In Sen. Zack Johnson’s report on the ad hoc Committee on Diversity, he reported a positive meeting with Dean of Diversity and Inclusion Janet Steverson and Director of Inclusion and Multicultural Engagement Nathan Baptiste. Johnson reported that Steverson and Baptiste encouraged a student application process as opposed to a voting process to decide members of the Diversity Committee.

 

Johnson asked for guidance on whether to form diversity quotas within the Diversity Committee.

“We are currently deciding whether we want it to be a very organic experience by which we don’t have a quota for certain populations on campus, or decide whether we want to say there has to be certain number of – for example – racial, ethnic, religious, or ideological minorities on campus,” said Johnson.

 

Johnson also expressed concern about having properly-trained members of the Diversity Committee handle concerns raised by students. Johnson called these members of the committee “student confidantes.” “When we are creating a position that requires both anonymity and the ability to be an active listener to student concerns, there has to be a specific training program by which the student confidantes will be set apart from being a friend or just an average student,” said Johnson. He is meeting with Melissa Osmond to discuss a training program during the week of Feb. 27.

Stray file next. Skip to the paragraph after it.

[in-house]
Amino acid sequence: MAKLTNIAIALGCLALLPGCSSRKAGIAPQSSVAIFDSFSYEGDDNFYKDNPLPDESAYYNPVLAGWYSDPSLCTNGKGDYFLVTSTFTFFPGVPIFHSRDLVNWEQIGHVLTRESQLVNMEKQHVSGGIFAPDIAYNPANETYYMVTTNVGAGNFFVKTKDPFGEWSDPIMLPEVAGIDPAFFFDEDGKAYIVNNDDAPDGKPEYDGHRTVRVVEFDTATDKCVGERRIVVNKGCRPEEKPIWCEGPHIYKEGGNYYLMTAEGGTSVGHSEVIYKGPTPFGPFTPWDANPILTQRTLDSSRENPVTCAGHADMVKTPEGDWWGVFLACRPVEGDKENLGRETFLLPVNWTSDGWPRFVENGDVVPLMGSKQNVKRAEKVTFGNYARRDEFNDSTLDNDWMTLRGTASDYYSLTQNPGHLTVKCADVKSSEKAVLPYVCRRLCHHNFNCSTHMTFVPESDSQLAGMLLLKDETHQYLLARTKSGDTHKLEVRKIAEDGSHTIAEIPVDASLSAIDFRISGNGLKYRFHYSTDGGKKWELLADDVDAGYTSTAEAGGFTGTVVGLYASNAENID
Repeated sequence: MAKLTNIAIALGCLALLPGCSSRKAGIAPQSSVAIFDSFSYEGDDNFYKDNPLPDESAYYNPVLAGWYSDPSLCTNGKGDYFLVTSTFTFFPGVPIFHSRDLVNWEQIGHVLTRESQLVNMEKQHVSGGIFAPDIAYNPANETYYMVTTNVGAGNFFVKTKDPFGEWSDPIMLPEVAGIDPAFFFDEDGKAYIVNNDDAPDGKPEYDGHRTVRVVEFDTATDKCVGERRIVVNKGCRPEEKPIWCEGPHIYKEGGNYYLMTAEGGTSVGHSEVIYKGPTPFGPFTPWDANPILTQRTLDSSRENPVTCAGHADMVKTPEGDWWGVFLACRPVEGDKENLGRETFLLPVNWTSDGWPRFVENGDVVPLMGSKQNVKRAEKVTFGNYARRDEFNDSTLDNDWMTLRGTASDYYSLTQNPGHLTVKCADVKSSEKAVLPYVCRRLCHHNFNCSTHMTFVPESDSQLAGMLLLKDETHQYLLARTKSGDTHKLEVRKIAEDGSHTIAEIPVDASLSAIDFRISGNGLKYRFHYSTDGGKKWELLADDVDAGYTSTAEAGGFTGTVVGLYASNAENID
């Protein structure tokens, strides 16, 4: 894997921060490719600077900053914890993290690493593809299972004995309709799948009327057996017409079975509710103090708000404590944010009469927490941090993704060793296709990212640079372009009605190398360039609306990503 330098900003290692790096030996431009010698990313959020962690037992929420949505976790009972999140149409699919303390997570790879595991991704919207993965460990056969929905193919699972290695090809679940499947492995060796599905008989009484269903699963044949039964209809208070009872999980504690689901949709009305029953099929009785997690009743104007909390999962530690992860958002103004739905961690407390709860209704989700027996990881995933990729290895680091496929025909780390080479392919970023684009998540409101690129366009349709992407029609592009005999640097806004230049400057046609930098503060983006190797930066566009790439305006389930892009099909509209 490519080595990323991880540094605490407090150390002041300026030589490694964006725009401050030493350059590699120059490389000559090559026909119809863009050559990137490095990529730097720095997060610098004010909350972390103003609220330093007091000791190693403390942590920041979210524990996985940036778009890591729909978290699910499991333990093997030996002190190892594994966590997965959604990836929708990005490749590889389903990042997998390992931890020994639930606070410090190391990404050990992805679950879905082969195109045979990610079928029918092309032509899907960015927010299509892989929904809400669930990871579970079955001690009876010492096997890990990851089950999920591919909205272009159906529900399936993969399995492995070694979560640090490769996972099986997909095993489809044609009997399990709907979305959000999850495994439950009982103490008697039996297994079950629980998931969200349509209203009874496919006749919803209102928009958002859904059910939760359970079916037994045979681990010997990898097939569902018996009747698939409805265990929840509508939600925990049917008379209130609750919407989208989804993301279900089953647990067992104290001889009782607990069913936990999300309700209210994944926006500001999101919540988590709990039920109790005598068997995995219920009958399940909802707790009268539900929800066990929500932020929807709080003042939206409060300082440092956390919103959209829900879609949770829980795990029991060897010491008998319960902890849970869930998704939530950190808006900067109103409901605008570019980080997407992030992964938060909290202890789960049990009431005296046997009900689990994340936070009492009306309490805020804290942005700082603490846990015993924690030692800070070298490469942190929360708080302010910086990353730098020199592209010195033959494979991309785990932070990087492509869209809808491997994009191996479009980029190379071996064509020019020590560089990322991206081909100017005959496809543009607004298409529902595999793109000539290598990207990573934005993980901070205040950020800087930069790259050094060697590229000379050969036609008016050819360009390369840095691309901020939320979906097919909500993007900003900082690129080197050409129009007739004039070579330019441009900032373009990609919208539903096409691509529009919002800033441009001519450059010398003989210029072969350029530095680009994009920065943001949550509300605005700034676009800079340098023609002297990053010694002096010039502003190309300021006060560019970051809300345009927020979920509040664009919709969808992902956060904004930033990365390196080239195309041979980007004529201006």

Johnson plans on having the committee filled by the the week after the first senate meeting in Fall of 2017.

 

ASLC President Adam Fractor ’17 updated the Senate on the cabinet meeting with the Executive Council. Members of the Executive Council include Interim President David Ellis, Vice President and Provost Jane Atkinson, Treasurer Alan Finn, and the deans of the three colleges.

“The cabinet will be talking with them about transportation and parking survey plan,” Fractor said. “We will also bring up the ad hoc committee and our progress with that. I also want to discuss divesting from fossil fuels, which is something that SEED brought to us, which is Students Engaged in Eco-Defense.”

 

Advisor McNaron’s closing comments on the meeting included an announcement about the committee to select a new president of LC. The committee is populated by Interim President David Ellis, various members of the Board of Trustees, Chair of the Economics department Cliff Bekar and co-president of BSU Tiffany Farmer ’18. McNaron encouraged members of the Senate to reach out to the committee to voice their thoughts and concerns regarding the selection of a new president.

 

McNaron also announced that Interim President Ellis will pick an Interim Dean of the College of Arts and Sciences by March 25.

 

VP LeSage closed the meeting by reiterating key discussion in the Senate. He reported that Charlie Ahlquist will attend a senate meeting on March 9 to discuss changes within the Student Academic Affairs Board. “SAAB is by for the most tangible asset that ASLC offers to students,” LeSage said. “It is incredibly important.”

 

LeSage also reported the status of the resolution calling for the rescission of President Trump’s executive order regarding immigration. “I sent a copy to Senator Wyden, Senator Merkley, Representative Blumenauer, Representative Walden and President Trump,” LeSage said. “They each got a letter in the mail regarding the resolution.”